Diana Rigg isn't just iconic, she's almost allegorical. She is Honour in Joanna Murray-Smith's play about a devoted wife and mother - once a glamorously promising poet - who is being dumped by her husband, Martin Jarvis' George. An august literary editor, he is suddenly smitten by a younger model, Natascha McElhone's pretty and keenly ambitious Claudia, who comes to interview him for a profile.
Translating quite easily from Melbourne to Hampstead, Murray-Smith's scenario has its strengths, especially in portraying the divergent values of two female generations. Even while siding with her mother, Honour's 20-something daughter Sophie - a Cambridge contemporary of Claudia's - can't help upbraiding the older woman for so willingly sacrificing her career and not complaining.
At points, you also have to admire Murray-Smith for so forthrightly tackling emotion and ideas, with head-on debates about passion versus duty and self-determination. Sometimes the arguments are almost Racinian. But at worst, the dialogue sounds like a string of axioms along the lines of "Love Is..." as well as being sub-Albee and -Mamet in its rhythmic use of fractured, reiterated phrases.
Roger Michell's UK première at the National in 2003, with Eileen Atkins and Corin Redgrave, made the play look better. Director David Grindley is normally strong on fine-tuned performances and period accuracies. But Liz Ascroft's set looks deadly here - all dark mahogany - and Claudia's fashion gear suggests here and now while her feminism strikes me as coming from a decade back (which is, indeed when the play was written).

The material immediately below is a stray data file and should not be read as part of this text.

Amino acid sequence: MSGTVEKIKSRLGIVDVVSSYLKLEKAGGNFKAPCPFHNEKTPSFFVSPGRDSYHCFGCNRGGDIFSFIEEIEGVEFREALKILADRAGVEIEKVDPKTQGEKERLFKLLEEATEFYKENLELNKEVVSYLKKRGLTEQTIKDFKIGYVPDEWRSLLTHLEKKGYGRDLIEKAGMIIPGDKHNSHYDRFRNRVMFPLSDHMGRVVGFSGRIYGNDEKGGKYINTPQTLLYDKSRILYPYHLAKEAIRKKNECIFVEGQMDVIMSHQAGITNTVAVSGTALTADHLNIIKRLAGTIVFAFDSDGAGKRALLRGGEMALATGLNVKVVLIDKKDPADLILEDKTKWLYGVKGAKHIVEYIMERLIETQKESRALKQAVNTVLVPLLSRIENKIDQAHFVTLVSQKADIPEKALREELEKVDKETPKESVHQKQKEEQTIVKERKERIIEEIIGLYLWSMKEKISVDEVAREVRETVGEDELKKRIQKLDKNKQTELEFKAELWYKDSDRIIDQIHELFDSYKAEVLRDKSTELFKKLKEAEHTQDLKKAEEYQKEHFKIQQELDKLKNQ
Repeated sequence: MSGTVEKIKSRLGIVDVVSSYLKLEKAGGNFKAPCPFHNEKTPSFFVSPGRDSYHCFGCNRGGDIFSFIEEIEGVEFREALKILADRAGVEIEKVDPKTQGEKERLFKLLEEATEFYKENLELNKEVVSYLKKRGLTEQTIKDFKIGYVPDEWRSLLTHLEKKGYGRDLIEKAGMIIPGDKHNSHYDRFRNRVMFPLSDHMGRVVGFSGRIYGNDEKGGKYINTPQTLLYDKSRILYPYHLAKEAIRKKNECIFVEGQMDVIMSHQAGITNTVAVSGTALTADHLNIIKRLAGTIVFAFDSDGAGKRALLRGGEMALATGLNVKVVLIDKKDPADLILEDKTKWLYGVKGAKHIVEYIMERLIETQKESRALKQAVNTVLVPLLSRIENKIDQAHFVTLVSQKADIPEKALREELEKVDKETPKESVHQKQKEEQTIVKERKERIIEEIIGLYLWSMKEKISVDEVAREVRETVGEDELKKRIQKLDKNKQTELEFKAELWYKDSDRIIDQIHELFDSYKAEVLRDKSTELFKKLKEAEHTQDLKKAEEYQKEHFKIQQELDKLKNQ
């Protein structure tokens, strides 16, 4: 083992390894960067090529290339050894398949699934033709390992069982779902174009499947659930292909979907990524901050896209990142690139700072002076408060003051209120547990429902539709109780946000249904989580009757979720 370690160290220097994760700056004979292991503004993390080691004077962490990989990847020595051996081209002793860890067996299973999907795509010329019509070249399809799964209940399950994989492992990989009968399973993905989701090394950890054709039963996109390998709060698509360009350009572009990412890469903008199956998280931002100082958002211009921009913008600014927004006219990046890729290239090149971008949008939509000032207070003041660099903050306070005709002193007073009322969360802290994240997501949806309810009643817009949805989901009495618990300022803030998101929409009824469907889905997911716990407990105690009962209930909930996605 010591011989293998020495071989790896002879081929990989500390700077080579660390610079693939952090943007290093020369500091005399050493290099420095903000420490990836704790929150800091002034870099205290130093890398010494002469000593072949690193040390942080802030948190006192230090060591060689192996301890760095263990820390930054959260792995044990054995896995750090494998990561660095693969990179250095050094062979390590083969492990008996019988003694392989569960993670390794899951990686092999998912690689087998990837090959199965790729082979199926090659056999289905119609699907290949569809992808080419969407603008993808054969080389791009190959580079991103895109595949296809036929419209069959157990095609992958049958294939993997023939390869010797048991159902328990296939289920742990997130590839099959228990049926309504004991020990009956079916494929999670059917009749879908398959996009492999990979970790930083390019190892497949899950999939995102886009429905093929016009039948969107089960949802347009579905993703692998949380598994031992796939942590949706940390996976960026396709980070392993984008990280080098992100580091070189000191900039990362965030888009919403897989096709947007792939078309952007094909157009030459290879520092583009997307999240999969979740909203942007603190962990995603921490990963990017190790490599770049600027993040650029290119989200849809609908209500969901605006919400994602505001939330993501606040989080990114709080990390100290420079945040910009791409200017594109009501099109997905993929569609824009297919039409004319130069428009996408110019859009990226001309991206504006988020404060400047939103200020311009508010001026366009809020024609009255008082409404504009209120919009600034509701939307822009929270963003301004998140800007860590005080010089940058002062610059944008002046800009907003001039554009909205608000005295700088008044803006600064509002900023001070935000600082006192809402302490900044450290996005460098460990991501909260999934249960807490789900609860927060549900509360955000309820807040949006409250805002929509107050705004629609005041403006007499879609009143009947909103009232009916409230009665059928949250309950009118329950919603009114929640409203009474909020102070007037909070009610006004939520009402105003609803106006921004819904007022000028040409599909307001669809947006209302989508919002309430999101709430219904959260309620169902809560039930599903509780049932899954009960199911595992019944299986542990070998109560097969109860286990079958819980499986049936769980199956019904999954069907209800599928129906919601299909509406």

Jarvis's George also has no convincing intellectual gravitas, adopting an artificially deepened voice and striking oddly stiff poses during rows - leaning forwards with both hands fractionally raised, as if singing an aria. McElhone's delivery is, in turn, often nonsensically rushed and her girlish manners look too artificially applied. Rigg, by contrast, has real rounded humanity, a deep strength and splendid cutting humour when Honour starts fighting back, though some may miss the shattered grief that Atkins brought to the role. Ultimately, Georgina Rich, who invests Sophie with fiery anger and vulnerability, is the real find of the evening.
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